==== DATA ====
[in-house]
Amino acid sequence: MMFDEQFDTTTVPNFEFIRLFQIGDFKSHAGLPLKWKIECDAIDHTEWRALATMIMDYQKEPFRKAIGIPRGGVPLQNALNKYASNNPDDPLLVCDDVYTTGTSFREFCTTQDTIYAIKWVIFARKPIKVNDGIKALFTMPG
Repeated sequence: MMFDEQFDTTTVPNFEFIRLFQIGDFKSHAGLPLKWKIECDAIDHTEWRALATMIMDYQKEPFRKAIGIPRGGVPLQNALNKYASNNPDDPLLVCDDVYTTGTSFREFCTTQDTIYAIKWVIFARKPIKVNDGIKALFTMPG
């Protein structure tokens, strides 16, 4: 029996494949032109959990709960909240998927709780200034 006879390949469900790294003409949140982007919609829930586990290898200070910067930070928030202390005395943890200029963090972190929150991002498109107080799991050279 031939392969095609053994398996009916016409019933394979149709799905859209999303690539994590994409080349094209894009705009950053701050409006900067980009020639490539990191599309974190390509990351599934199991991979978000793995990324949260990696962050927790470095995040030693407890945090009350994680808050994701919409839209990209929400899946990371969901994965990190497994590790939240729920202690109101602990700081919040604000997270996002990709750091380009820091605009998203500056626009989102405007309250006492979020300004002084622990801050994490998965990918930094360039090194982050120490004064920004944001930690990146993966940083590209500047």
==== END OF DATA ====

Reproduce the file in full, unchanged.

[in-house]
Amino acid sequence: MMFDEQFDTTTVPNFEFIRLFQIGDFKSHAGLPLKWKIECDAIDHTEWRALATMIMDYQKEPFRKAIGIPRGGVPLQNALNKYASNNPDDPLLVCDDVYTTGTSFREFCTTQDTIYAIKWVIFARKPIKVNDGIKALFTMPG
Repeated sequence: MMFDEQFDTTTVPNFEFIRLFQIGDFKSHAGLPLKWKIECDAIDHTEWRALATMIMDYQKEPFRKAIGIPRGGVPLQNALNKYASNNPDDPLLVCDDVYTTGTSFREFCTTQDTIYAIKWVIFARKPIKVNDGIKALFTMPG
């Protein structure tokens, strides 16, 4: 029996494949032109959990709960909240998927709780200034 006879390949469900790294003409949140982007919609829930586990290898200070910067930070928030202390005395943890200029963090972190929150991002498109107080799991050279 031939392969095609053994398996009916016409019933394979149709799905859209999303690539994590994409080349094209894009705009950053701050409006900067980009020639490539990191599309974190390509990351599934199991991979978000793995990324949260990696962050927790470095995040030693407890945090009350994680808050994701919409839209990209929400899946990371969901994965990190497994590790939240729920202690109101602990700081919040604000997270996002990709750091380009820091605009998203500056626009989102405007309250006492979020300004002084622990801050994490998965990918930094360039090194982050120490004064920004944001930690990146993966940083590209500047």